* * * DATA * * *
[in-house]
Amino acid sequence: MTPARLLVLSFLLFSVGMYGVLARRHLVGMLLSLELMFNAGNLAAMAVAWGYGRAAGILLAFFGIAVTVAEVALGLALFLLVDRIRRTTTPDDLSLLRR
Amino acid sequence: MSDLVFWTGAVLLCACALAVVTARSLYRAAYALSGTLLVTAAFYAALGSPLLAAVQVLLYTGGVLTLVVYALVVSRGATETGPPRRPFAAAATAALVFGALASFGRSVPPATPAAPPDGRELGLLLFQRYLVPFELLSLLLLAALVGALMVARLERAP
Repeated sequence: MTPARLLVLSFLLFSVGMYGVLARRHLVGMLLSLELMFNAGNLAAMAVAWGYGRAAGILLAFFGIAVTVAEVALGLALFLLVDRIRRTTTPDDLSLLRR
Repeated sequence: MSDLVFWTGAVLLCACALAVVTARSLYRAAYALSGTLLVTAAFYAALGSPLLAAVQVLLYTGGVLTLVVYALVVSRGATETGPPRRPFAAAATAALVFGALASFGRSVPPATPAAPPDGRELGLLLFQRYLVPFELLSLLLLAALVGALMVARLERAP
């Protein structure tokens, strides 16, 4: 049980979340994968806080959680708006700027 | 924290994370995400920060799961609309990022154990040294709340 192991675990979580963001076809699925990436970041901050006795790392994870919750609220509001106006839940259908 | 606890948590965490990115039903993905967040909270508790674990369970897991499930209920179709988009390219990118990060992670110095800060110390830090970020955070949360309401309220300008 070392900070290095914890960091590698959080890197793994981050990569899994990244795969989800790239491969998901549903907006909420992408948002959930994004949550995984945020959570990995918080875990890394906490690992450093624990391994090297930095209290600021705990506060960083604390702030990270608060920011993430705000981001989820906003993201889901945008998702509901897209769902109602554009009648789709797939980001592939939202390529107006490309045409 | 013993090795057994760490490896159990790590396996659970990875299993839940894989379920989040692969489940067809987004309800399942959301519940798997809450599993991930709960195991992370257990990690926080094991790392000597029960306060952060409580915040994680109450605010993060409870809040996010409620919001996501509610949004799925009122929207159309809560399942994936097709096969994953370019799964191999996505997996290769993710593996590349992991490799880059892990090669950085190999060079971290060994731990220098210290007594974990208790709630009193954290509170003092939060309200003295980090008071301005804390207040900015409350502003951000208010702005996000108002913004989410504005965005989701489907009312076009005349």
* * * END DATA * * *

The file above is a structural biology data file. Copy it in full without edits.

[in-house]
Amino acid sequence: MTPARLLVLSFLLFSVGMYGVLARRHLVGMLLSLELMFNAGNLAAMAVAWGYGRAAGILLAFFGIAVTVAEVALGLALFLLVDRIRRTTTPDDLSLLRR
Amino acid sequence: MSDLVFWTGAVLLCACALAVVTARSLYRAAYALSGTLLVTAAFYAALGSPLLAAVQVLLYTGGVLTLVVYALVVSRGATETGPPRRPFAAAATAALVFGALASFGRSVPPATPAAPPDGRELGLLLFQRYLVPFELLSLLLLAALVGALMVARLERAP
Repeated sequence: MTPARLLVLSFLLFSVGMYGVLARRHLVGMLLSLELMFNAGNLAAMAVAWGYGRAAGILLAFFGIAVTVAEVALGLALFLLVDRIRRTTTPDDLSLLRR
Repeated sequence: MSDLVFWTGAVLLCACALAVVTARSLYRAAYALSGTLLVTAAFYAALGSPLLAAVQVLLYTGGVLTLVVYALVVSRGATETGPPRRPFAAAATAALVFGALASFGRSVPPATPAAPPDGRELGLLLFQRYLVPFELLSLLLLAALVGALMVARLERAP
């Protein structure tokens, strides 16, 4: 049980979340994968806080959680708006700027 | 924290994370995400920060799961609309990022154990040294709340 192991675990979580963001076809699925990436970041901050006795790392994870919750609220509001106006839940259908 | 606890948590965490990115039903993905967040909270508790674990369970897991499930209920179709988009390219990118990060992670110095800060110390830090970020955070949360309401309220300008 070392900070290095914890960091590698959080890197793994981050990569899994990244795969989800790239491969998901549903907006909420992408948002959930994004949550995984945020959570990995918080875990890394906490690992450093624990391994090297930095209290600021705990506060960083604390702030990270608060920011993430705000981001989820906003993201889901945008998702509901897209769902109602554009009648789709797939980001592939939202390529107006490309045409 | 013993090795057994760490490896159990790590396996659970990875299993839940894989379920989040692969489940067809987004309800399942959301519940798997809450599993991930709960195991992370257990990690926080094991790392000597029960306060952060409580915040994680109450605010993060409870809040996010409620919001996501509610949004799925009122929207159309809560399942994936097709096969994953370019799964191999996505997996290769993710593996590349992991490799880059892990090669950085190999060079971290060994731990220098210290007594974990208790709630009193954290509170003092939060309200003295980090008071301005804390207040900015409350502003951000208010702005996000108002913004989410504005965005989701489907009312076009005349």